The Novel Is A Living Organism

Ray Bradbury wrote:

“First, find out what your hero wants, then just follow him.”

Are you in any way like Ray Bradbury? Do you, once you have an idea for a book, sit at your desk and hit the keyboard and let things happen? Or are you a writer who plans in detail? Do you work out every single detail of character, scene, and locale of your novel before you actually write it?

I myself start with an idea. I know what the beginning of my story, the first chapter of my novel is, and I know how it will end. Most of the time I start with the last chapter and work backwards. Sometimes it’s easy, the story develops in my mind, whole and perfect. At other times I get stuck in the middle and it is then that I feel the urge to plot. What I need then is a simple mechanical structure so that the events in my story will have a logical consistency and form. Nothing complicated, simple basic steps that connect the beginning, the middle and the end. In the words of Orson Scott Card:

“One of the things that fooled me on that first draft was the idea that if a novel is ten times the length of a short story, it must have ten times the plot. But that is rarely the case.”

Some writers plan extensively, as Taylor Caldwell once said:

“I know a novelist, now dead, who made a blueprint of every novel he wrote. It was a “project” to him, meticulously designed and outlined and filled in, long before he actually wrote the book at all. He had dozens of details about his characters, the discussions they had, about series of actions, one by one. The novelist died when the novel was two-thirds finished, but so exact were chapters outlined, even to the last “mood”, that one of his relatives was able to complete the book.”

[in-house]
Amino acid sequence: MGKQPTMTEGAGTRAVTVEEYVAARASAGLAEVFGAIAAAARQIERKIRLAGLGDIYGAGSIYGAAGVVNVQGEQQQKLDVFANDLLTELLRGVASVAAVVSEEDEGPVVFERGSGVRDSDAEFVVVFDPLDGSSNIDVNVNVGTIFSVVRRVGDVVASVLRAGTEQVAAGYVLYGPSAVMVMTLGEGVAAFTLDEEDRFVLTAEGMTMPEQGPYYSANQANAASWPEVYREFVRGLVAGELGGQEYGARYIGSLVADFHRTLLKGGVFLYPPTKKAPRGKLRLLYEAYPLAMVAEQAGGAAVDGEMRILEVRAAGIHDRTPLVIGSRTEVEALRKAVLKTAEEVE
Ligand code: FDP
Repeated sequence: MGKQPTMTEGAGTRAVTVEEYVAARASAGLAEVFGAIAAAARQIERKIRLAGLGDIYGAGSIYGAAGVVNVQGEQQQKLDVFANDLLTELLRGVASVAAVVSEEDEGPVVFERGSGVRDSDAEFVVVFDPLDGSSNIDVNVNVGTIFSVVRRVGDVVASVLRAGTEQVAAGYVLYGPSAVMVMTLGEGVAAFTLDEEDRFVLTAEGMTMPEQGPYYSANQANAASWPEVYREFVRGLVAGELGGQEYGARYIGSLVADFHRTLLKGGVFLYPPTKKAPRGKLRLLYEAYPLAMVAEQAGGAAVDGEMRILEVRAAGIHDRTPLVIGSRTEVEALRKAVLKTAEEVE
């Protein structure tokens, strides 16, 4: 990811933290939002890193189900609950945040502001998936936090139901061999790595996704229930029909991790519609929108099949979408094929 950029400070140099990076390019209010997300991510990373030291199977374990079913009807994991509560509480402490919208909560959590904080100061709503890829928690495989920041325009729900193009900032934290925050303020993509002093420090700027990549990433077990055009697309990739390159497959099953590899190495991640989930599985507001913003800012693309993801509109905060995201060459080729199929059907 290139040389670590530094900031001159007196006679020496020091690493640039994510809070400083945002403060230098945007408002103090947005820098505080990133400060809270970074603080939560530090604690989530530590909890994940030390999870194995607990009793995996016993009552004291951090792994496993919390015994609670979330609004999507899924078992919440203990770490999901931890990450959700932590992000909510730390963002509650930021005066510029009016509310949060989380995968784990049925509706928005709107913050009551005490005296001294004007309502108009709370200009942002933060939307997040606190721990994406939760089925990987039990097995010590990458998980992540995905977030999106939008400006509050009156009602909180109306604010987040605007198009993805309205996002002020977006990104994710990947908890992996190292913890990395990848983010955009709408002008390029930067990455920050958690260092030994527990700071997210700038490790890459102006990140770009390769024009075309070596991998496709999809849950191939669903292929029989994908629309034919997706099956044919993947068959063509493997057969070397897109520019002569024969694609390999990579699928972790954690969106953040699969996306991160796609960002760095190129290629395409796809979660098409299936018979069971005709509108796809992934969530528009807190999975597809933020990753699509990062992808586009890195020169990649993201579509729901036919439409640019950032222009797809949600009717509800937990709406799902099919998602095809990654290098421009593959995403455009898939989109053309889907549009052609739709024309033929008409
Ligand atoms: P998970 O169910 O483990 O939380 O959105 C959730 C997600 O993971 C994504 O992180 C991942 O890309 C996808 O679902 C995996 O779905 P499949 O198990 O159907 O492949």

While other writers start with an idea, a sentence, and take it from there. In the words of Gore Vidal:

“To keep a journal is a very good thing if you want to be a journalist. The novelist starts with a sentence: “I am Myra Breckinridge, who no man can possess.” Well, that’s all I needed. I didn’t know where the book was going. And so, from one sentence came the next sentence. Then you weave the sentences together, and the sentences have their own kinetic energy.”

Hence what works for one writer might not work for you. And no writer, teacher or creative writing instructor can tell you how to plot your novel. Therefore you have to be your own master and find your own way because after all:

“The novel is a living organism and it changes day by day.” Taylor Caldwell


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6 Responses to The Novel Is A Living Organism

  1. I’m like you, in that I start with an idea. I only ever plot as a last resort – I find the process of sitting down thinking about what I’m going to write excrutiating; I keep thinking to myself ‘why am I planning what I’m going to write, when I could just write it?’ I let the novel/short story develop on its own. I know that it takes way more than one draft to make a great novel, I don’t worry too much about finishing it and realising it’s gone in the wrong direction. I guess I plan retrospectively – I get 50,000 words in and then decide on a much better way the story could have gone!

  2. I am not one to plot out a story, unless it’s a mystery and it’s necessary to figure out where to put clues and red herrings. My teen novels were finished one day at a time, waking each day with the next chapter in my head. Once everything was written, the editing began and I was thankful I had a word processor that made the process of moving scenes around much easier than when I was writing with paper & pencil!

  3. Jen C Hay says:

    Hi, I’ve nominated you for the One Lovely Blog award, check out for details! Jen

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